This spring (April & May & June) I spent hiking along the upper and lower Hulls Gulch trails in Camel’s Back Park / Ridge to Rivers.
I saw many new flowers (including two new blue ones).
One of my favorite new flowers this spring was this gorgeous upland larkspur.
It is one of the purest blue flowers I’ve ever seen. It might even rival the alpine forget-me-not, which I am slightly in love with.
An old favorite of mine — the large-flowered triplet lily — was out everywhere.
Since it is almost blue, this made me very, very happy.
Here it is with some arrowleaf balsamroot, another perennial favorite.
Another flower that was up everywhere is longleaf fleabane.
This particular flower had a yellow spider camouflaged on its yellow center — hoping to catch a wayward insect — but it hid under the blossom when I bent down to take a picture.
I feel bad because the flying insect on the left side of the blossom landed right after it hid — so I guess I cost it a meal.
It also just wouldn’t be spring without some lupine. Here is some longspur lupine (my favorite lupine).
I love that the flowers are both purple and yellow.
There were some wild blackberry flowers out.
You can sort of see see one berry emerging from the middle bud. I was hoping to forage them but didn’t.
One of my favorite flowers this spring was this Nevada pea.
The blossoms were reminiscent of a jellyfish — all translucence.
I walked past field after field of them. Then thousands of sheep were herded through the Boise foothills, and they were no more.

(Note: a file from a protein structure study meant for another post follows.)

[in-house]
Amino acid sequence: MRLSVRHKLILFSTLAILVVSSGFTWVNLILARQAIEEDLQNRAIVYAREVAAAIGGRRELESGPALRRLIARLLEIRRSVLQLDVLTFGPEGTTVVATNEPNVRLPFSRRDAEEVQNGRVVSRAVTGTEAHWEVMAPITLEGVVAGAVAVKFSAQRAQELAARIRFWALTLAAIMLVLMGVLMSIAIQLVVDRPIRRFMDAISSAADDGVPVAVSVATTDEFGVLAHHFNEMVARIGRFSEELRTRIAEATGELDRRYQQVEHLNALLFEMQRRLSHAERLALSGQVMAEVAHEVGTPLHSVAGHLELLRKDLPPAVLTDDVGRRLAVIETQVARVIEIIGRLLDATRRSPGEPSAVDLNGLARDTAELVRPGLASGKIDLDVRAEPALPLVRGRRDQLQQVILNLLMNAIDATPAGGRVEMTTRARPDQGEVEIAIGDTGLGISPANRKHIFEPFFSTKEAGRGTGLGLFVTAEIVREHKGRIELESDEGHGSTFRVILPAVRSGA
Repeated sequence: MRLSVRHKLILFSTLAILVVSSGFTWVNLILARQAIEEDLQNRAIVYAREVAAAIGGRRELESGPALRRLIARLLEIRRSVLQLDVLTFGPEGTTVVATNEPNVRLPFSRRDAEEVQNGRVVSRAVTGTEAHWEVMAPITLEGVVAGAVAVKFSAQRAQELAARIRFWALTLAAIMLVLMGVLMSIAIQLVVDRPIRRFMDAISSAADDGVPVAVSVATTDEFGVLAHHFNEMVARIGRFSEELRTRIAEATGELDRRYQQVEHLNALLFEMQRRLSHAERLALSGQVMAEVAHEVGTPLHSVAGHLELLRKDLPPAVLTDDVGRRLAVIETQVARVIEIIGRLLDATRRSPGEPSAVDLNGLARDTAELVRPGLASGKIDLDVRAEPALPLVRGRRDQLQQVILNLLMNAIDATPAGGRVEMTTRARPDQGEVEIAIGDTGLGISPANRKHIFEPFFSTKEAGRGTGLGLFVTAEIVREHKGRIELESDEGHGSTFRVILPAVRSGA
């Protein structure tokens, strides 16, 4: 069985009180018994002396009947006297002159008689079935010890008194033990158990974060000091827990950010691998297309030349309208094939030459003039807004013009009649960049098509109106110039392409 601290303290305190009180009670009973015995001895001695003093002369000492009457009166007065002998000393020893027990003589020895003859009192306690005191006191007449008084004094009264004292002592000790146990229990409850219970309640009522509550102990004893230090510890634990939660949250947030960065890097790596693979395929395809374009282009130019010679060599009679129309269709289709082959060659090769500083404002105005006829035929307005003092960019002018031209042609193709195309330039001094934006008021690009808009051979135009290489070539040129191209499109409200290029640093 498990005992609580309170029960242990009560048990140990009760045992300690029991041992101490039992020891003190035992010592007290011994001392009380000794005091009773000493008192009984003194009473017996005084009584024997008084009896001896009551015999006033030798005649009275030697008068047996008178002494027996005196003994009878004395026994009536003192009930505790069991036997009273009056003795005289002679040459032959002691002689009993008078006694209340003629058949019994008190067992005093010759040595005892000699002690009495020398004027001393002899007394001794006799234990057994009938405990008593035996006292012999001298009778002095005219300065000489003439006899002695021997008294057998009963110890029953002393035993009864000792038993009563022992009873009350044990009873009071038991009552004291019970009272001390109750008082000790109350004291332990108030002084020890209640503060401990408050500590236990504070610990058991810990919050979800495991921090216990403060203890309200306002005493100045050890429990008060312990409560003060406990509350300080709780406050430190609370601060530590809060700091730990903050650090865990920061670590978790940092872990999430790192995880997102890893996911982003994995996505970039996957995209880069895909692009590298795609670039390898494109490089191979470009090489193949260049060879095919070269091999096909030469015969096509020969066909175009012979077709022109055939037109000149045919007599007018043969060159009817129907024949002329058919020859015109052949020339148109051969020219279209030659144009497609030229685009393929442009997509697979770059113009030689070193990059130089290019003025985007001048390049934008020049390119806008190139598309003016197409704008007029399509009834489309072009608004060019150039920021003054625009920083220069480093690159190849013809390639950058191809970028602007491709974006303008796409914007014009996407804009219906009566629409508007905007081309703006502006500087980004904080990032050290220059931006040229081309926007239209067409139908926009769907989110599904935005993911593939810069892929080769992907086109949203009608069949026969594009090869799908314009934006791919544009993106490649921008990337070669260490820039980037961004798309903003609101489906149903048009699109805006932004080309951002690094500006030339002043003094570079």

The sheep ate all the Nevada pea and larkspur even though larkspur is poisonous. They even ate some button-stage mushrooms that I was waiting to see if were the deadly poisonous destroying angel or not.
I saw two other blue flowers.
Here is the one — some blue lupine.
It’s alright. Most of the lupine plants around Hulls Gulch were eaten by the sheep as well as far as I can tell.
Here is the other — the blossoms are absurdly tiny.
I have yet to ID this one. I can’t find it in any of my wildflower guides. I have four guides, so this is not for lack of trying.
You start to realize that identifying tiny wildflowers involves being on your hands and knees in the dirt as people zoom past on mountain bikes or give you weird looks while hiking because what you are looking at is so tiny it looks like you are staring intently at dirt.
Here is another flower I saw everywhere this spring. It is minuscule and I can’t find it in any of my wildflower guides either.
It looks like tiny bells and has a single, enormous seed. I’ve looked in some guides two or three times at this point.
You have to wonder if they’re not in guides because the authors don’t think people will notice them and so think there is no point, or because the guide authors don’t notice them themselves.
Whatever the reason, it’s been driving me crazy.